Abuela, did you know about the Monster?”
“Of course, hija. Why do you think so many of us are here in the North?”

— on this second day of the omer, 5778

Oved with an Ayin

Confusion sometimes arises from the similarity, in English transliteration and in pronunciation, between two prominent words in the haggadah: ‘oved‘ meaning ‘slave’ and ‘oved‘ in the phrase “Arami oved avi,” from Deuteronomy 26:5. The previous post provided a little background on “‘oved‘ with an aleph.” And here, as promised, are a few examples of the word ‘avadim‘ as in “avadim hayinu [we were slaves].”

oved‘ with an ayin: Exodus

Words from the root עבד (oved — ayin-bet-dalet) appear frequently in the Torah and later books of the Tanakh, with many instances in the Exodus story.

For example, Pharaoh is told “let My people go, that they may serve Me” in Exodus 7:16, 8:1, 10:3,…:

שַׁלַּח עַמִּי,
וְיַעַבְדֻנִי.
“…let My people go, that they may serve Me.”
— Exodus 10:3

Pharaoh responds several times, telling Moses “Go ye, serve the LORD…” with some restrictions added:

לְכוּ
עִבְדוּ
אֶת-יְהוָה
רַק צֹאנְכֶם וּבְקַרְכֶם, יֻצָּג: גַּם-טַפְּכֶם, יֵלֵךְ עִמָּכֶם–
Go ye, serve the LORD;
only let your flocks and your herds be stayed; let your little ones also go with you.’
— Exodus 10:24

Later, reference is made again and again to the Israelites leaving “Egypt and the house of bondage.” (Exodus 10:3, 10:14, 20:2,…)

וַיֹּאמֶר מֹשֶׁה אֶל-הָעָם, זָכוֹר אֶת-הַיּוֹם הַזֶּה אֲשֶׁר
יְצָאתֶם מִמִּצְרַיִם
עֲבָדִים מִבֵּית
And Moses said unto the people:
‘Remember this day,
in which ye came out from Egypt,
out of the house of bondage;
— Exodus 13:3

When we recite Hallel at Passover and on other festival days, we reflect on our status as servant now only to God:

אָנָּה יְהוָה,
עַבְדֶּךָ: כִּי-אֲנִי
בֶּן-אֲמָתֶךָ אֲנִי-עַבְדְּךָ,
פִּתַּחְתָּ, לְמוֹסֵרָי.
Now, ABUNDANT ONE,
I am your servant.
I, your servant, child of your servant,
I whose fetters you have opened up.
— Psalm 116:16, Kol Haneshamah
in this prayerbook, NAMES in all caps substitute for YHVH

I beseech Thee, O LORD,
for I am Thy servant;
I am Thy servant,
the son of Thy handmaid; Thou hast loosed my bands.
— Psalm 116:16 JPS 1917

More Bondage and Servants

Forms of ‘oved‘ with an ayin, meaning servant or bondman, appear at many points in the Tanakh. Here are pre-Exodus examples:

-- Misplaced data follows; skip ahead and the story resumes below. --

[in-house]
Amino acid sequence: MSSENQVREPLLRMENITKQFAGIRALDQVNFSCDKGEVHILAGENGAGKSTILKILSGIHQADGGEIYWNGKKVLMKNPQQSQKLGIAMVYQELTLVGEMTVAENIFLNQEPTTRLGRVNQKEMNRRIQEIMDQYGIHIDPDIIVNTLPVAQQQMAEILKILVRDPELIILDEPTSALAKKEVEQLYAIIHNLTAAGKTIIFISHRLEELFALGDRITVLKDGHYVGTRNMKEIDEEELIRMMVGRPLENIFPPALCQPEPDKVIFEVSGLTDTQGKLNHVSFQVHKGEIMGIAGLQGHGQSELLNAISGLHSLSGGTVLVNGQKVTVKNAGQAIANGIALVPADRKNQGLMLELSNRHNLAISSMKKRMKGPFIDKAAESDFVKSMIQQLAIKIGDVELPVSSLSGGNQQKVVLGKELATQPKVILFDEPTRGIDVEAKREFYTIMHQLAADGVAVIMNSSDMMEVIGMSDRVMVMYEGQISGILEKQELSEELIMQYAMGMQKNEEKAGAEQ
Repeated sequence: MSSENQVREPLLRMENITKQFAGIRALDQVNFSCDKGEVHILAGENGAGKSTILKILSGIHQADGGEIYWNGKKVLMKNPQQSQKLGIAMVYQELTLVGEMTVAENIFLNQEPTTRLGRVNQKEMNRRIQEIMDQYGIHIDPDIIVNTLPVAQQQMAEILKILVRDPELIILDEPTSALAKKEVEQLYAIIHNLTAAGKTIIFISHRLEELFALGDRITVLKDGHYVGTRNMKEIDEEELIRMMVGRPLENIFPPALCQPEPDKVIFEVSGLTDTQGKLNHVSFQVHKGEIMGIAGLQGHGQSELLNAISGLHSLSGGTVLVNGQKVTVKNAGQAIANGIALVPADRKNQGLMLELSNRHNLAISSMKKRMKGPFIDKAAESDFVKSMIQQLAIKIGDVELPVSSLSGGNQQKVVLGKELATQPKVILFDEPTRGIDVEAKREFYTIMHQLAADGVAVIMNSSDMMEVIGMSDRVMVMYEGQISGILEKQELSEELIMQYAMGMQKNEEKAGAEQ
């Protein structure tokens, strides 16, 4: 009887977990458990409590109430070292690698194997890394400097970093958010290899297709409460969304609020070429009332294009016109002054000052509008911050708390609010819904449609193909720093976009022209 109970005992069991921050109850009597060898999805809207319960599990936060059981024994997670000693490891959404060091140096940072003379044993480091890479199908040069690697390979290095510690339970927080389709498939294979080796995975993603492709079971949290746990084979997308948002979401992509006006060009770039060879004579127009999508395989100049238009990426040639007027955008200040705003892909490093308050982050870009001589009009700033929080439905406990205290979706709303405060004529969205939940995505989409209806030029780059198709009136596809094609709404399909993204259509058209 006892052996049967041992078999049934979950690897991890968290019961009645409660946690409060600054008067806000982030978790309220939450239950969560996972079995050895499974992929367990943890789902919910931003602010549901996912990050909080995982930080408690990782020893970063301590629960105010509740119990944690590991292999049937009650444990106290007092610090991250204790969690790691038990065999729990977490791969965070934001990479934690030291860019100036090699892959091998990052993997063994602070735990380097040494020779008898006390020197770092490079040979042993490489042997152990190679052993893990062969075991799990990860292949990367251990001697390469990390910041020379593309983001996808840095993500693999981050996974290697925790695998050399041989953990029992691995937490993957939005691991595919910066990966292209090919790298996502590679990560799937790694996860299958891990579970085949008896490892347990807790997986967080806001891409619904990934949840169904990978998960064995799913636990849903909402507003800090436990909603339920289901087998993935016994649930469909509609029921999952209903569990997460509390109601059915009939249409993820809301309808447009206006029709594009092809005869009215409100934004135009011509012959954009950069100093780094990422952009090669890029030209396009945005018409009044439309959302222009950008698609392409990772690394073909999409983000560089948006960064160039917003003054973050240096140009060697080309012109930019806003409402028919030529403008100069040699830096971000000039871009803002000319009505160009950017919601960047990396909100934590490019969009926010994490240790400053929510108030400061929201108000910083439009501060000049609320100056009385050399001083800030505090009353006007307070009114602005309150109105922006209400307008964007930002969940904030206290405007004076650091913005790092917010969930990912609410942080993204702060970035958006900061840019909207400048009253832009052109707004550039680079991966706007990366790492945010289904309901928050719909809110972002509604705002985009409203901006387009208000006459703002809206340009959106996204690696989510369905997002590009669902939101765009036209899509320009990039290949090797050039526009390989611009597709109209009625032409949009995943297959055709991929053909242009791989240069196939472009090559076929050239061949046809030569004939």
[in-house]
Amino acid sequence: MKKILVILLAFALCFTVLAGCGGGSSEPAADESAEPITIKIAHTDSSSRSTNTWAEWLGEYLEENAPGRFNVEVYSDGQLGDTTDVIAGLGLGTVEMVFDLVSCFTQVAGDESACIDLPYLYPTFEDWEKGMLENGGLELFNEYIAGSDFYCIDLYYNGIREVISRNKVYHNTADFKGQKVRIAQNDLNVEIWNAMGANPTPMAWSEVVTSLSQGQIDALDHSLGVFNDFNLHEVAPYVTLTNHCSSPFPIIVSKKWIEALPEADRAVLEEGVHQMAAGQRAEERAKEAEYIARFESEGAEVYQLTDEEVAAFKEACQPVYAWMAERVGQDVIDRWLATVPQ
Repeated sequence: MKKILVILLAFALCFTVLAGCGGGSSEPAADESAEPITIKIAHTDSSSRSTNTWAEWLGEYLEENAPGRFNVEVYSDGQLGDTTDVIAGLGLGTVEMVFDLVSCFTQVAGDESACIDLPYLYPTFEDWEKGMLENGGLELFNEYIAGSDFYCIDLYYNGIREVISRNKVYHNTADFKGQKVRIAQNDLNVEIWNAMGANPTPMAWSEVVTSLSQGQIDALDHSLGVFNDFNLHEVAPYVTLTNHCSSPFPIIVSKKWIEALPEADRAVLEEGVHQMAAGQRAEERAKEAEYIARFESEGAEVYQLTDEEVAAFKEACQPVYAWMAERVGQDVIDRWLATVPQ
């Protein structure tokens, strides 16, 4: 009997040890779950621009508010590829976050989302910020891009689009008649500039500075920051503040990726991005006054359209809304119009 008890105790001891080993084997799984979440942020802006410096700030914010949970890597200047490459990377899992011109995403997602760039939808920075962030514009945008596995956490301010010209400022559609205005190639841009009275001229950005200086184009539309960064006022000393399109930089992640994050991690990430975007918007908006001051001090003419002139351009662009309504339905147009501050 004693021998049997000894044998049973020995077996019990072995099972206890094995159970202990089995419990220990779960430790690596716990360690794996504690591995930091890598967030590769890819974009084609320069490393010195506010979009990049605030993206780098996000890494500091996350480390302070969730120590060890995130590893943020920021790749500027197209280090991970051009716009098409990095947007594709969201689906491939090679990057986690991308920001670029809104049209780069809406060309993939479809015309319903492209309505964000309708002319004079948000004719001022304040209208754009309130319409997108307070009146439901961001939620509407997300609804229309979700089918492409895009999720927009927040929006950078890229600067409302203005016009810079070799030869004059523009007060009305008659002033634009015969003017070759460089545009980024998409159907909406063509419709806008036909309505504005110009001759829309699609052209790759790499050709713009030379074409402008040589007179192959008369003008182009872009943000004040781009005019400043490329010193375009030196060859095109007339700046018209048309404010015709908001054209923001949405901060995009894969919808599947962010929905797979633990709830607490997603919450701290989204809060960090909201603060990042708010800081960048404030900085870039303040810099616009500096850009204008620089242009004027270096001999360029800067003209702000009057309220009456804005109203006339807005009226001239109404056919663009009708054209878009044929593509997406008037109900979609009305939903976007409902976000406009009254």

In Genesis, we are told that Canaan will be cursed, becoming “servant of servants” or “lowest of slaves” — עֶבֶד עֲבָדִים (Gen 9:25)

When Judah and his brothers are in Egypt during the drought in Canaan and are caught in an apparent theft, Judah says to Joseph: “…we are your bondmen” —
הִנֶּנּוּ עֲבָדִים (Gen 44:16)

Post-Exodus, the people are meant to serve God alone. Should economic circumstances place one Israelite in bond to another, that must be a temporary status: “And if he be not redeemed by any of these means [just outline above], then he shall go out in the year of jubilee, he, and his children with him.” (Lev. 25:54)

כִּי-לִי בְנֵי-יִשְׂרָאֵל,
עֲבָדִים–עֲבָדַי הֵם,
אֲשֶׁר-הוֹצֵאתִי אוֹתָם מֵאֶרֶץ מִצְרָיִם: אֲנִי, יְהוָה אֱלֹהֵיכֶם.
For unto Me the children of Israel are
servants; they are My servants
whom I brought forth out of the land of Egypt: I am the LORD your God.
— Leviticus 25:55

When Nebuchadrezzar, king of Babylon, threatens Jerusalem, the prophet Jeremiah attributes the disaster to the people’s reneging on this command: “but afterwards they turned, and caused the servants and the handmaids, whom they had let go free [at the jubilee], to return, and brought them into subjection for servants and for handmaids” (Jer 34:11).

Later, when the exiles are allowed to return, Ezra remarks on God’s favor, despite the people’s sins:

כִּי-עֲבָדִים
אֲנַחְנוּ–וּבְעַבְדֻתֵנוּ, לֹא עֲזָבָנוּ אֱלֹהֵינוּ;
For we are bondmen;
yet our God hath not forsaken us in our bondage,
-Ezra 9:9

Avadim

posted on this seventh day of the Omer 5777, with this prayer:
“In remembrance of the Exodus from Egypt, we pray that you release all whose bodies and spirits remain captive and enable us to extend Your outstretched arm in the process of liberation.” (see Ritual Well)